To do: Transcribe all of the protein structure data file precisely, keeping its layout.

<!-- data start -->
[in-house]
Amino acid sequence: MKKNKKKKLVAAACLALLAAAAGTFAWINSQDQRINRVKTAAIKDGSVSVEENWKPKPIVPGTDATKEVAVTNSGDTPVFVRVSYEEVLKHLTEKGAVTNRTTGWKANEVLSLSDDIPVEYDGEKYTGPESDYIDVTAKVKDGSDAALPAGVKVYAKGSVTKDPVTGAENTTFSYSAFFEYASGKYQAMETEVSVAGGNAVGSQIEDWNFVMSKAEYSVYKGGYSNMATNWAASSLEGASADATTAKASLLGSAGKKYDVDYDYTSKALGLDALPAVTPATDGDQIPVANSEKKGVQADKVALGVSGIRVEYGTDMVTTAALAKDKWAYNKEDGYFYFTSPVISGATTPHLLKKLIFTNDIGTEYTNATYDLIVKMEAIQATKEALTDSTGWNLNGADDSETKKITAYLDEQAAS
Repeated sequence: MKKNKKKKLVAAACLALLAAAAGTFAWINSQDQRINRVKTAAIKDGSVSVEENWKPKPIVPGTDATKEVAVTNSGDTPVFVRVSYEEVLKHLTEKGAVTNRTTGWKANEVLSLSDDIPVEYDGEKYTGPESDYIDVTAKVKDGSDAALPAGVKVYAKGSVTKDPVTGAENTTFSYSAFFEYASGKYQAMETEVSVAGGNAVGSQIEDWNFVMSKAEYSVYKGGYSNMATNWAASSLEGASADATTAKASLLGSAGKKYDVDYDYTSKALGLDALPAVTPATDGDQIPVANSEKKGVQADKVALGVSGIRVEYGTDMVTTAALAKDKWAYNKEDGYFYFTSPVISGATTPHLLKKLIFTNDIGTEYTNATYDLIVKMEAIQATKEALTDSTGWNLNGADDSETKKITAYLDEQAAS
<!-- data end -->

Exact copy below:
[in-house]
Amino acid sequence: MKKNKKKKLVAAACLALLAAAAGTFAWINSQDQRINRVKTAAIKDGSVSVEENWKPKPIVPGTDATKEVAVTNSGDTPVFVRVSYEEVLKHLTEKGAVTNRTTGWKANEVLSLSDDIPVEYDGEKYTGPESDYIDVTAKVKDGSDAALPAGVKVYAKGSVTKDPVTGAENTTFSYSAFFEYASGKYQAMETEVSVAGGNAVGSQIEDWNFVMSKAEYSVYKGGYSNMATNWAASSLEGASADATTAKASLLGSAGKKYDVDYDYTSKALGLDALPAVTPATDGDQIPVANSEKKGVQADKVALGVSGIRVEYGTDMVTTAALAKDKWAYNKEDGYFYFTSPVISGATTPHLLKKLIFTNDIGTEYTNATYDLIVKMEAIQATKEALTDSTGWNLNGADDSETKKITAYLDEQAAS
Repeated sequence: MKKNKKKKLVAAACLALLAAAAGTFAWINSQDQRINRVKTAAIKDGSVSVEENWKPKPIVPGTDATKEVAVTNSGDTPVFVRVSYEEVLKHLTEKGAVTNRTTGWKANEVLSLSDDIPVEYDGEKYTGPESDYIDVTAKVKDGSDAALPAGVKVYAKGSVTKDPVTGAENTTFSYSAFFEYASGKYQAMETEVSVAGGNAVGSQIEDWNFVMSKAEYSVYKGGYSNMATNWAASSLEGASADATTAKASLLGSAGKKYDVDYDYTSKALGLDALPAVTPATDGDQIPVANSEKKGVQADKVALGVSGIRVEYGTDMVTTAALAKDKWAYNKEDGYFYFTSPVISGATTPHLLKKLIFTNDIGTEYTNATYDLIVKMEAIQATKEALTDSTGWNLNGADDSETKKITAYLDEQAAS